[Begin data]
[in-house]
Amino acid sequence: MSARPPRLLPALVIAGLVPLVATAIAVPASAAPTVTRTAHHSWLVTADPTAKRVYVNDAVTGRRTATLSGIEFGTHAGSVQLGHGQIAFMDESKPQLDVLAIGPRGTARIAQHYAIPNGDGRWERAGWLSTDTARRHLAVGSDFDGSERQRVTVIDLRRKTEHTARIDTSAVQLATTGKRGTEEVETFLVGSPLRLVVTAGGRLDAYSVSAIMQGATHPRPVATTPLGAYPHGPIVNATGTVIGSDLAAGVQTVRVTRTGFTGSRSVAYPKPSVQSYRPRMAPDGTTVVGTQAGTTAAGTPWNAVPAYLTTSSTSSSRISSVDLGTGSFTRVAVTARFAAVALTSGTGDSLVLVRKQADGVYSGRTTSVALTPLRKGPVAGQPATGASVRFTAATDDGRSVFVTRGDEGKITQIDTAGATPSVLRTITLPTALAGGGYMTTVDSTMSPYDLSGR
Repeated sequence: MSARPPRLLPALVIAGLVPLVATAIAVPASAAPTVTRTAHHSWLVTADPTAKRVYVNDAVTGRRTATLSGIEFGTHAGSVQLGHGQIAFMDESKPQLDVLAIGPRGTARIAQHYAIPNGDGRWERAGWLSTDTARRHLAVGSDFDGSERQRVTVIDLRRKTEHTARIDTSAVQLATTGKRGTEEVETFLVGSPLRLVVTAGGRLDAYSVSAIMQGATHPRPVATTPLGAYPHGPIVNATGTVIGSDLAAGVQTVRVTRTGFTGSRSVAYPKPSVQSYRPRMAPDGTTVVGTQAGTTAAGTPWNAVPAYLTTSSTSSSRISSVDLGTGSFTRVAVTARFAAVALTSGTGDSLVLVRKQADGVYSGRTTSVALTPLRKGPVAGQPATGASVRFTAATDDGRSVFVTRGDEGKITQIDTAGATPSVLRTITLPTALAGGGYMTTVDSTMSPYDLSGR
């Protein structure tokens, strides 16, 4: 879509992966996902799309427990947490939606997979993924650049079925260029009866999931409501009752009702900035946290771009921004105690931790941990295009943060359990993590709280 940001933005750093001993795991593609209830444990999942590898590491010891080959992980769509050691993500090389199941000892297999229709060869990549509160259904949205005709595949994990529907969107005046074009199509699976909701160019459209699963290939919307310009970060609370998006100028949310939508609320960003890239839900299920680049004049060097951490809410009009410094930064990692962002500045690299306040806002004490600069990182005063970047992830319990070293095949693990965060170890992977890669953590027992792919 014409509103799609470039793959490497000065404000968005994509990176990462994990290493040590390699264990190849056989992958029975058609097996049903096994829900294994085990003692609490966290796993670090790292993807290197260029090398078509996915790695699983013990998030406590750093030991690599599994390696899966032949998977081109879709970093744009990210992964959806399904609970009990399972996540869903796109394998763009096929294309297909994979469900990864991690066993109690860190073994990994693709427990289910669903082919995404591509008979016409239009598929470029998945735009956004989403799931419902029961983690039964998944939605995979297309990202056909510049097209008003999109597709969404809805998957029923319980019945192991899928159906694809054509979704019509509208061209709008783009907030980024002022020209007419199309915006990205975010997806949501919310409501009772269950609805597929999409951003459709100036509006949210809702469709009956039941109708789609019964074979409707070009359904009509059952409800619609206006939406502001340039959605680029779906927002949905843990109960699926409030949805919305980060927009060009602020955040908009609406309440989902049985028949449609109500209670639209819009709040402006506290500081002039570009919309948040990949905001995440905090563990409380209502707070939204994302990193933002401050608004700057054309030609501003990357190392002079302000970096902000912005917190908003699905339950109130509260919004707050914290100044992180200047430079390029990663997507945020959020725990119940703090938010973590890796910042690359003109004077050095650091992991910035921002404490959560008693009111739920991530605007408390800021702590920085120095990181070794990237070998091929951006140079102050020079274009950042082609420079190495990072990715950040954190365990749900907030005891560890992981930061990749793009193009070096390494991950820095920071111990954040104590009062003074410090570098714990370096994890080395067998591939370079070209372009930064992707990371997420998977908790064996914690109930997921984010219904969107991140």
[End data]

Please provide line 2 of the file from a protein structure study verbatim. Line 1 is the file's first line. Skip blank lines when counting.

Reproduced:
Amino acid sequence: MSARPPRLLPALVIAGLVPLVATAIAVPASAAPTVTRTAHHSWLVTADPTAKRVYVNDAVTGRRTATLSGIEFGTHAGSVQLGHGQIAFMDESKPQLDVLAIGPRGTARIAQHYAIPNGDGRWERAGWLSTDTARRHLAVGSDFDGSERQRVTVIDLRRKTEHTARIDTSAVQLATTGKRGTEEVETFLVGSPLRLVVTAGGRLDAYSVSAIMQGATHPRPVATTPLGAYPHGPIVNATGTVIGSDLAAGVQTVRVTRTGFTGSRSVAYPKPSVQSYRPRMAPDGTTVVGTQAGTTAAGTPWNAVPAYLTTSSTSSSRISSVDLGTGSFTRVAVTARFAAVALTSGTGDSLVLVRKQADGVYSGRTTSVALTPLRKGPVAGQPATGASVRFTAATDDGRSVFVTRGDEGKITQIDTAGATPSVLRTITLPTALAGGGYMTTVDSTMSPYDLSGR